The Benefits of Honey Bees

Insects are not typically on the top of most peoples lists of favorite animals because of the pest we deal with on a regular basis. This can make it easy to overlook all of the positive benefits insects can have. In actuality, only about 3% of insects are ever considered pest leaving the other 97% to perform important environmental functions and even benefits. One of the most important beneficial insects being bees and more specifically honey bees. Let’s take a deep look at the benefits of Honey Bees.

Benefits of Honey Bees

apiaryHoney bees were actually introduced from Europe to help pollinate crops and produce honey. Although honey bees are not native to North America, they are now integrated into the landscape and play key roles in agriculture and our society. From the small hobby hive in someone’s back yard to large commercial apiaries that travel all over the country with there bees to pollinate tree fruits, vegetables and flowers.

Most flowering plants rely on bees for pollination and we would not be able to produce the volume of food we do without them. They also produce food for us directly by making the honey we use for eating, drinking, and cooking. Even the wax produced by honey bees is used in items like candles, health and beauty products and other home goods.

Its not just the honey bees that offer important services for us. There are many species of native bumble bees, mason bees, leafcutter bees, carpenter bees and sweat bees. With the exception of bumble bees, these other bee species are solitary and do not form a hive. Although these species do not socialize to the extent that honey bees do and produce honey in a hive, they are extremely important in pollination. Some plants even require certain species of bees and behaviors in order for them to be pollinated properly.

Varroa Mites and Colony Collapse Disorder

Honey bees are under incredible stress these days with Colony Collapse Disorder (CCD). Varroa mites are the single most significant cause of CCD but also, viruses and the use of certain pesticides. Pesticides seem to get the most blame for declining bees and in some cases, it is warranted given missuses of insecticides on flowering plants. It is expected that bees, being insects, will of course be impacted by insecticides. By using newer products designed to have less or no impact on bees and being mindful of how and where they are applied, we can greatly reduce how insecticide applications will affect bees.

Varroa mites are external parasites much like ticks are to people except they are roughly about 10% the size of a honey bee. That would be about the equivalent of a tick the size of an average smart phone on a human. If that all were not enough, all bee species including honey bees are suffering from habitat losses. Increased fragmentation from houses and urban environments make it harder for bees to forage and find suitable flowers and places to nest.

Commercial bee hives that travel the country are subject to large monocultures of crops of all the same kind and weeds are reduced to also increase yields. Lack of variety of flowering plants equates to having a poor diet which adds more stress to an already stressful situation.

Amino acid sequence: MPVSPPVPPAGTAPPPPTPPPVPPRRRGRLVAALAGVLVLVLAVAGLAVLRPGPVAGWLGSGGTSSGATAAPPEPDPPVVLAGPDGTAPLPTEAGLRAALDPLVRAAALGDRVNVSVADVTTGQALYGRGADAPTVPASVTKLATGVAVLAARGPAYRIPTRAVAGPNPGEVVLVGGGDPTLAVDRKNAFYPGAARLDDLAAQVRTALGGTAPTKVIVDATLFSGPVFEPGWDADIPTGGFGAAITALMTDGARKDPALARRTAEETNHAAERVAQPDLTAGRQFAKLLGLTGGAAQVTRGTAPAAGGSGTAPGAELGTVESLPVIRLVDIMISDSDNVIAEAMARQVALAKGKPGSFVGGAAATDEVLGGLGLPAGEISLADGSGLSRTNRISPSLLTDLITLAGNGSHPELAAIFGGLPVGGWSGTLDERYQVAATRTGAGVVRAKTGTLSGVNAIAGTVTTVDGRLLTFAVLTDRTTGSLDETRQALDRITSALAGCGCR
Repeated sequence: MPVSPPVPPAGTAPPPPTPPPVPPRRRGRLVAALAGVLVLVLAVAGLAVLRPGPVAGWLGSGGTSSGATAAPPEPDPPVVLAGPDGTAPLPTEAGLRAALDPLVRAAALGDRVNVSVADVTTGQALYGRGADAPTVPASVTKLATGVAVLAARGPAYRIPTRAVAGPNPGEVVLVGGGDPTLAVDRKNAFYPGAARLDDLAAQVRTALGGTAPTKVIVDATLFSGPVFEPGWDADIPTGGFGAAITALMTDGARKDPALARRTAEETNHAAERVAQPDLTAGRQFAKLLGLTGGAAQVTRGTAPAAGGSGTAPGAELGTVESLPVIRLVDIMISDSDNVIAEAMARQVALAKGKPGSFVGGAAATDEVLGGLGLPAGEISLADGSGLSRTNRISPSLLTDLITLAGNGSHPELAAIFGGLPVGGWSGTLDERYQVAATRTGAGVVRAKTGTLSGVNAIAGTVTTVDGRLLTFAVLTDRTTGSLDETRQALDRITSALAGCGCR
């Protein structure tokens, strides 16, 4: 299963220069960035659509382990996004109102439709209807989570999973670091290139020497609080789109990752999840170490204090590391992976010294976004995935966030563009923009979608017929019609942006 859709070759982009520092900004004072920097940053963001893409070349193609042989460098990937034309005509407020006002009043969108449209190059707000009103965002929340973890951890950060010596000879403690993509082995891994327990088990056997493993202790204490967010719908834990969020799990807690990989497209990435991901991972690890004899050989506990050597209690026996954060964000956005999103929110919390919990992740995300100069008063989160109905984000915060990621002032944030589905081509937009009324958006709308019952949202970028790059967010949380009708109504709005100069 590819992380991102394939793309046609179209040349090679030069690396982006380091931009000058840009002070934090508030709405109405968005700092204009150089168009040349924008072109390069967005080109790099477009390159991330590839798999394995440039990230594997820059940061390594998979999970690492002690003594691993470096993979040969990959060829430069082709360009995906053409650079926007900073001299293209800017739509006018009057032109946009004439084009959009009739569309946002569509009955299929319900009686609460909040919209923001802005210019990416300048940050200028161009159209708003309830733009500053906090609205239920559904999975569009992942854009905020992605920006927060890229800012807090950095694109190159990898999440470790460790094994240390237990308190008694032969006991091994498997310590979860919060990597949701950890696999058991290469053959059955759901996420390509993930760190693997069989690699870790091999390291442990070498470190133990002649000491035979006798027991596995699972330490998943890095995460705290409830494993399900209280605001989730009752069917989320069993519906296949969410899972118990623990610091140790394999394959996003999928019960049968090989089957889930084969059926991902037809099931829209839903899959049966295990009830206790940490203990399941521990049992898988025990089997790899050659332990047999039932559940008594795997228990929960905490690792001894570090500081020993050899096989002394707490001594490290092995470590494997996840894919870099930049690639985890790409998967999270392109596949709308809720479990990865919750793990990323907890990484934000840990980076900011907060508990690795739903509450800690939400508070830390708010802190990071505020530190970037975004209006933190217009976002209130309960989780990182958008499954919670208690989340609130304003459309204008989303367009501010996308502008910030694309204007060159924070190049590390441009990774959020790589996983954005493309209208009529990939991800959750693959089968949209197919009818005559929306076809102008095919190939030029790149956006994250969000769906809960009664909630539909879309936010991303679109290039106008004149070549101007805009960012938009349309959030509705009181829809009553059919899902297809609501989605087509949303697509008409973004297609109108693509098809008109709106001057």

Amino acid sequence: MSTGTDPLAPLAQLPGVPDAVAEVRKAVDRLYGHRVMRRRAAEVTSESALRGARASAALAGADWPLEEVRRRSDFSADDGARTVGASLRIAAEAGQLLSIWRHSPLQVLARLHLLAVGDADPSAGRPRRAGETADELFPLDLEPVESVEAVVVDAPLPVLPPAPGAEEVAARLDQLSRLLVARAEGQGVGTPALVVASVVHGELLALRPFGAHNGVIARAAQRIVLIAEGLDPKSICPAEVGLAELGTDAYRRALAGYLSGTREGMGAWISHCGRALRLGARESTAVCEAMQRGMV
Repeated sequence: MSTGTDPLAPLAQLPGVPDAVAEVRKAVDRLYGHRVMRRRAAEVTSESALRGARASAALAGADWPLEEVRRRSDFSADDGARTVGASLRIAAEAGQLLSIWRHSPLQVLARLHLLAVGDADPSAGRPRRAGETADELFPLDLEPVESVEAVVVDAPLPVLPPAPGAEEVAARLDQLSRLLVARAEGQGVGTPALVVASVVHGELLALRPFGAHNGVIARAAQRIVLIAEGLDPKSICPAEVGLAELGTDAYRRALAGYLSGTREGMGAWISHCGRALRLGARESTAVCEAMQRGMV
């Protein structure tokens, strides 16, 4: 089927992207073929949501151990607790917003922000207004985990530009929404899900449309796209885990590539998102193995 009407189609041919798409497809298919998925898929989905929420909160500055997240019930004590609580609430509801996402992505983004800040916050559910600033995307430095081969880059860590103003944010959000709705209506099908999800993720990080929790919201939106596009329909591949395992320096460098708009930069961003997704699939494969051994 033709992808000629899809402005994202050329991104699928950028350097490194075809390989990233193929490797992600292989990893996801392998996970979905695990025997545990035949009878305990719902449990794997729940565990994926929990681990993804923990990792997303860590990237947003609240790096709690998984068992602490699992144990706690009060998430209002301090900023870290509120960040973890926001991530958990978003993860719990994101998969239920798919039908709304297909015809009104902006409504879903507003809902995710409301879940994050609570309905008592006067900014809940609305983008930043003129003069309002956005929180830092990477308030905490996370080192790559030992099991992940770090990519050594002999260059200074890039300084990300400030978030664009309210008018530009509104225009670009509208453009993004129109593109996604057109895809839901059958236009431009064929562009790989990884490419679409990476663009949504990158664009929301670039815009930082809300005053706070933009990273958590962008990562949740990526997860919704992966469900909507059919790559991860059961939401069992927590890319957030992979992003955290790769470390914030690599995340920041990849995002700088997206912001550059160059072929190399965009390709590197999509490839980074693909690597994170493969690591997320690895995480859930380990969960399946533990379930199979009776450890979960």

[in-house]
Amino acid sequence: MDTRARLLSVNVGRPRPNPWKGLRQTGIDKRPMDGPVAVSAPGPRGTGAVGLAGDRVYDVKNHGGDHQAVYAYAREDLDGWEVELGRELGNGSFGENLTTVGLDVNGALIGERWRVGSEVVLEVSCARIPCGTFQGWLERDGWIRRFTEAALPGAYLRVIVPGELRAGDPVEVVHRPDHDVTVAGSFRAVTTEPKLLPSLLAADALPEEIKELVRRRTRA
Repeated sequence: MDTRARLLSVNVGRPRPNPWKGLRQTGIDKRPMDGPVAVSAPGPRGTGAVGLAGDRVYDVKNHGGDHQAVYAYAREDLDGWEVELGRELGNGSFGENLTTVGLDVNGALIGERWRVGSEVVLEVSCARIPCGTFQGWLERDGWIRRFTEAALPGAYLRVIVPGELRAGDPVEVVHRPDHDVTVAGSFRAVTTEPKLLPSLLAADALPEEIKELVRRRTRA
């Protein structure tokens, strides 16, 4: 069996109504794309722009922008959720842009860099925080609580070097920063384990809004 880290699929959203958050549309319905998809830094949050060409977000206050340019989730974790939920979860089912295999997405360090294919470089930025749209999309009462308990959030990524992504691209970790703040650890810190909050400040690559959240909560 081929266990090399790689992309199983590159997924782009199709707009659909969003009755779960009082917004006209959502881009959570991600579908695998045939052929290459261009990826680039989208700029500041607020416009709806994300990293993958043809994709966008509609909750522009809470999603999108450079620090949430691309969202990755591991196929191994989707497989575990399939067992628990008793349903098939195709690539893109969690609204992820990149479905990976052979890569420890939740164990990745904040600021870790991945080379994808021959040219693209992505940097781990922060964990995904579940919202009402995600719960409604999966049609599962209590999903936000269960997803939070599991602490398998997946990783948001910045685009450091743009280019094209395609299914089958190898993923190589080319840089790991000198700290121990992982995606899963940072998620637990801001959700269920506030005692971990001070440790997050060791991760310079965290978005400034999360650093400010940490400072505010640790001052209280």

How You Can Help

honey beeWe can all help native and honey bee populations by planting native plants and flowers in our yards. Native plants tend to be more beneficial nectar producers and have a greater benefit, but some introduced plants can be important as well. Planting a variety of flowering trees, shrubs and flowers with various bloom periods is the best way to ensure bees and other pollinators have the resources they need to thrive.

The Natural Resource Conservation Service and USDA have a nice web link for Pollinator Friendly Plants for the Northeast United States. What is nice about this list is they have pictures of the plants and key characteristics that make it easy to see what the flowers look like and when they will flower etc.

Hobby Honey Bee Hives

Hobby honey bee hives have become very popular these days and there are even services that are dedicated to hobby bee keeping. Keeping honey bees can be rewarding, but also can be a lot of work to maintain. Another useful project you can do for your home is to build a simple “Bee Hotel.” These bee hotels can be very simple to make or as elaborate as you want and can event be purchased pre made online. Creating hollows of various diameter will attract native bees to your garden and help the local population of native bees.

Latest News & Updates

Unveiling the Importance of Tick and Mosquito Spraying: Protecting Against the Powassan Virus

In the natural ecosystem, even ticks and mosquitoes have their place. However, while small in ...

Understanding Sulfur – The Science of Lawn Health Part 4

In this four-part series, we are examining the essential components that contribute to a healthy ...

Understanding Potassium – The Science of Lawn Health Part 3

In this four-part series, we focus on the practical elements of maintaining a robust lawn. ...